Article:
Bald eagle watching is awesome during the winter

Eagle watching at Blackwater National Wildlife Refuge (NWR/DaneMadsen)

Bald eagle watching is an awesome winter activity for RVing families across much of North America. These magnificent birds mate for life and build their nests in tall trees near rivers, bays and wetland areas.

The National Wildlife Refuge System, within the U.S. Fish and Wildlife Service, manages a national network of lands and waters set aside to conserve America’s fish, wildlife and plants. Many of the refuges are year-round and winter homes to these imposing migrating raptors.

Blackwater National Wildlife Refuge – Maryland

American Bald Eagle at Blackwater National Wildlife Refuge in Maryland. (NWR)

“The Chesapeake Bay area has a permanent bald eagle population year-round, but during the winter the region also hosts transient bald eagles from all along the Atlantic coast.”

Blackwater National Wildlife Refuge, aka the “Everglades of the North,” accommodates “an incredible amount of plant and animal diversity in its three major habitats – forest, marsh and shallow water. It hosts the largest concentration of breeding bald eagles on the East Coast, north of Florida.”

Bald eagle watching catches raptors soaring and hunting over the marsh or resting near their nests in tall loblolly pine trees along the 3.6-mile Wildlife Drive.

If you go: Visitor Center Hours: 10 a.m. – 2 p.m., Friday through Monday.
Wildlife Drive and Refuge Trails: Open daily sunrise to sunset. A permit/cost is required for all visitors unless they have an annual or lifetime pass. Click here for details. Call (410) 228-2677 with questions.

Due to COVID-19, check the refuge status on the Alert Page before visiting. Also, you can always check in on Blackwater’s live Eagle Cams by clicking here.

Crab Orchard National Wildlife Refuge – Illinois

Crab Orchard NWF

“The winter is a good time for spotting bald eagles on the refuge. The colder and snowier the weather, the better your chance for spotting eagles.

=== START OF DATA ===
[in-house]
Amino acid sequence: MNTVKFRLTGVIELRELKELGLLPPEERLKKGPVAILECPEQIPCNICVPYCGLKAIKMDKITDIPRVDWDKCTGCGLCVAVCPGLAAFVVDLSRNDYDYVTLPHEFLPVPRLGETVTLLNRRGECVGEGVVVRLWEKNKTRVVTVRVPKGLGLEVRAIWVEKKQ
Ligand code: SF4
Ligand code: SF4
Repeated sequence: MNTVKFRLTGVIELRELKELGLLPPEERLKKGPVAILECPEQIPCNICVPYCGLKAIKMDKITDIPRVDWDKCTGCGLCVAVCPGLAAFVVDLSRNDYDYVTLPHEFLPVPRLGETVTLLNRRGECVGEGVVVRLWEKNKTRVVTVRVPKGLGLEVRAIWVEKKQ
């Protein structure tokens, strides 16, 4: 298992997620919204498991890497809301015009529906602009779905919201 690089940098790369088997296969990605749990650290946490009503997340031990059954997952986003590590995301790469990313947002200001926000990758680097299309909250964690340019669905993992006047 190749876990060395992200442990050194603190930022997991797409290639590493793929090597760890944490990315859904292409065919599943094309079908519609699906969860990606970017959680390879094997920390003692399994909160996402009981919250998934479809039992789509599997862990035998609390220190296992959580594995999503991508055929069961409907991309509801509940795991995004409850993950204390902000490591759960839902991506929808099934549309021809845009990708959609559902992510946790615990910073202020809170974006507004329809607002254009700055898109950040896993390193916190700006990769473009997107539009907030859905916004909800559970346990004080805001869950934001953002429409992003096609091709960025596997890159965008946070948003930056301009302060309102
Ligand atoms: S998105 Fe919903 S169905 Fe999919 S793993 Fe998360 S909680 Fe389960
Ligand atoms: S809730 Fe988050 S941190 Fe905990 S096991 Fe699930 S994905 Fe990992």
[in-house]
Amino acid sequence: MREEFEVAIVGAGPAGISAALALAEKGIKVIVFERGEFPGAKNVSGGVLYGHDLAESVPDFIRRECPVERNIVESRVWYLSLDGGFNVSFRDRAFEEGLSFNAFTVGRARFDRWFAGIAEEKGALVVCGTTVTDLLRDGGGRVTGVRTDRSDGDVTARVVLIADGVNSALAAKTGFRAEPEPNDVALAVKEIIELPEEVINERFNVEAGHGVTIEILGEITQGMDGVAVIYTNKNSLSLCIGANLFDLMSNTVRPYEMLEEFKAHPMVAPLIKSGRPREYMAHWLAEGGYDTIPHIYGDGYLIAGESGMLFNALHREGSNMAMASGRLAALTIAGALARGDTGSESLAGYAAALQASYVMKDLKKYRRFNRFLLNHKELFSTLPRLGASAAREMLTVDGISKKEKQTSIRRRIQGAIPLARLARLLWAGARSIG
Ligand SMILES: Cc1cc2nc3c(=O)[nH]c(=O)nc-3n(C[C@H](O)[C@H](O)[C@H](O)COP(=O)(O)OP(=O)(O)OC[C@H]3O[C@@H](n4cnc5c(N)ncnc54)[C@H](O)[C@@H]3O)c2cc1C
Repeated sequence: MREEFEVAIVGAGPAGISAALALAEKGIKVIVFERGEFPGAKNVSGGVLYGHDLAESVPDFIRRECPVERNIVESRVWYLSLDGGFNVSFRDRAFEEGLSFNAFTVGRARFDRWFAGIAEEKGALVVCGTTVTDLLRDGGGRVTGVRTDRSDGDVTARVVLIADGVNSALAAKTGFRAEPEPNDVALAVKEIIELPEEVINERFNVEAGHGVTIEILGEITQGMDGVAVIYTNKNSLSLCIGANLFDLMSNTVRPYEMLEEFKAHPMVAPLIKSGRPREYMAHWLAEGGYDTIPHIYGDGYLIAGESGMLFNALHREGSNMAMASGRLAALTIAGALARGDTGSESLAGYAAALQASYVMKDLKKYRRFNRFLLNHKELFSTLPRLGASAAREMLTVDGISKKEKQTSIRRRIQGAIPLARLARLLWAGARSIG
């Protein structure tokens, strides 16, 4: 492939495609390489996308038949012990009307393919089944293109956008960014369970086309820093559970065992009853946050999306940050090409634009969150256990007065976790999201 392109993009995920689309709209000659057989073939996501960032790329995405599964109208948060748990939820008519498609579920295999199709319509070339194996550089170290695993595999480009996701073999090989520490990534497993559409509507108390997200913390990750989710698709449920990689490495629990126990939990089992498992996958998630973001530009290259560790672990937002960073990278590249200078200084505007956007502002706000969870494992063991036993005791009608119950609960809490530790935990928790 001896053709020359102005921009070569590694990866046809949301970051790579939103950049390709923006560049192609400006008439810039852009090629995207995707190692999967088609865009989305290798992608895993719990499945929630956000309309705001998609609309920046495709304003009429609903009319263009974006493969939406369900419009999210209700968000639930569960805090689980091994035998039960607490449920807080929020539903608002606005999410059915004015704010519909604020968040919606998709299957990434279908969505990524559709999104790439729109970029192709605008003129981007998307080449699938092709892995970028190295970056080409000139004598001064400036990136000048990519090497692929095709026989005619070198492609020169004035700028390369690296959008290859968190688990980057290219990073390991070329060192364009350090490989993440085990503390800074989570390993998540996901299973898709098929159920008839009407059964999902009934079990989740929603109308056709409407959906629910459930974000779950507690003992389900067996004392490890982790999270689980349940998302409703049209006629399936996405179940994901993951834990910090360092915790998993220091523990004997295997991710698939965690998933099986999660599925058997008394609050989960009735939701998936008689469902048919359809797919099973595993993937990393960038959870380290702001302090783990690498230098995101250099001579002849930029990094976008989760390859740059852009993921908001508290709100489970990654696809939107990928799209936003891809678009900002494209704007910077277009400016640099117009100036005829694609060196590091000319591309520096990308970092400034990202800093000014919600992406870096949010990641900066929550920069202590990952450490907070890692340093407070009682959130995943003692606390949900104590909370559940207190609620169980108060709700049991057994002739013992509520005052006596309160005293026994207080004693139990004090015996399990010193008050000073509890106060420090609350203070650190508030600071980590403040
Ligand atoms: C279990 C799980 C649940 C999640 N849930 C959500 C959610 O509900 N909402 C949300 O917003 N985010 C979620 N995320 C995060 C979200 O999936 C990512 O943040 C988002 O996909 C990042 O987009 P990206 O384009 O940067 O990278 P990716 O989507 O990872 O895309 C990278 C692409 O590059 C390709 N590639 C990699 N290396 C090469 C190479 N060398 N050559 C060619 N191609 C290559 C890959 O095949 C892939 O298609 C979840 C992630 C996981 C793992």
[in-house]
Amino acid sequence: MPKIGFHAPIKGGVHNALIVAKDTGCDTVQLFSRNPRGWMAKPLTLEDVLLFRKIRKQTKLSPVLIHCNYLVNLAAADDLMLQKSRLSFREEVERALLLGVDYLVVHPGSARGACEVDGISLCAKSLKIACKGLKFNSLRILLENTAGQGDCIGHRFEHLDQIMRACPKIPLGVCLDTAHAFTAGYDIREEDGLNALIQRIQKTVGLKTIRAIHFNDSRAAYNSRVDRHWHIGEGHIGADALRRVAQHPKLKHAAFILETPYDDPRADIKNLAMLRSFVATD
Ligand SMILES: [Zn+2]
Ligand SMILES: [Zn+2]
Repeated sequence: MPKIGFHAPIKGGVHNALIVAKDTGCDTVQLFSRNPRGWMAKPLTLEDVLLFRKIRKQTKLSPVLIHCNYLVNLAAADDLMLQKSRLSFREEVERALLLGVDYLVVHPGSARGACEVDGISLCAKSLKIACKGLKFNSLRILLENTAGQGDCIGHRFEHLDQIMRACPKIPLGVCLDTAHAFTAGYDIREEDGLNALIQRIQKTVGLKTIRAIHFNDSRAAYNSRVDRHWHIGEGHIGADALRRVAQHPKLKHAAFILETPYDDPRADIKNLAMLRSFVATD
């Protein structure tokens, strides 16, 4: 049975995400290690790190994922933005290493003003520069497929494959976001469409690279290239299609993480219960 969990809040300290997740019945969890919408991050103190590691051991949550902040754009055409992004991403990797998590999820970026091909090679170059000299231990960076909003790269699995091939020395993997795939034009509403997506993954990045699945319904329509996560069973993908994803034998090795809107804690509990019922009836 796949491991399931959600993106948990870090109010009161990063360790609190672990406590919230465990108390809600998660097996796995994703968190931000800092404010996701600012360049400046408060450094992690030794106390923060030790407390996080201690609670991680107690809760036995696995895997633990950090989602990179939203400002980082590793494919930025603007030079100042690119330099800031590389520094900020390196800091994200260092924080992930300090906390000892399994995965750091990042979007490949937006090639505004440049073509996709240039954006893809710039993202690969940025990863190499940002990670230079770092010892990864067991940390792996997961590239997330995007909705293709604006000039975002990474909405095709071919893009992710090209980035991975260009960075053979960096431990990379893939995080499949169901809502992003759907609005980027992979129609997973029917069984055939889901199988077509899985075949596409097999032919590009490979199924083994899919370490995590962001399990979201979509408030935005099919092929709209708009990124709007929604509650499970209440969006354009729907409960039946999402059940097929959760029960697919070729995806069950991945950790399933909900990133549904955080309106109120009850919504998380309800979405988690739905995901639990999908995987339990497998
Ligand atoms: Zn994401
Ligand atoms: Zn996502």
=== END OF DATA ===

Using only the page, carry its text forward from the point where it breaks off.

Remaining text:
“Resident eagles will be strengthening their pair bond while working on their nests. Look in large sturdy trees near the water, especially around Crab Orchard Lake. Migratory birds will come to the refuge when conditions further north include temps cold enough to freeze over lakes and ponds and snow deep enough to force geese to migrate. Look for migratory birds out on the ice or perched along the shores of Crab Orchard Lake especially from the Wolf Creek Causeway or along Route 148.” —Crab Orchard NWR

If you go: Crab Orchard National Wildlife Refuge, 8588 Route 148, Marion, IL 62959, phone: (618) 997-3344. Daily from 7:30 a.m. to 4:00 p.m. One day pass is $2 for a vehicle and watercraft. America the Beautiful pass holders: free.

Lower Klamath National Wildlife Refuge – California, Oregon

Sighted at Lower Klamath Nat’l Wildlife Refuge.

“Just as sure as the leaves fall and ice begins to coat basin wetlands, they will arrive. Each year during the month of November, bald eagles begin to appear en masse on their Klamath Basin wintering grounds.”

More than 500 bald eagles migrate from their home in Alaska, Northwest Territories in Canada and Glacier National Park to feeding areas within Southern Oregon and Northern California.

“… These birds quickly settle into a daily routine of waterfowl scavenging throughout the Basin’s marshes by day and locating sheltered roosts at night. The best viewing occurs during January and February when numbers may peak. During this time, an observant visitor should be able to easily spot dozens of these majestic raptors along the Tule Lake and Lower Klamath auto tours. It is not uncommon to see over 50 eagles from one spot.” —Lower Klamath NWR

If you go: Lower Klamath National Wildlife Refuge is open daily, 9 a.m. – 4 p.m. Call the Visitor Center for more information at (530) 667-2231.

Although most National Wildlife Refuge and hatchery lands have remained open for the public during the Coronavirus pandemic, the U.S. Fish and Wildlife Service encourages visitors to follow current CDC safe practices and, most importantly, stay home if you feel sick.

(This updated article first appeared in in November 2020.)

Julianne G. Crane

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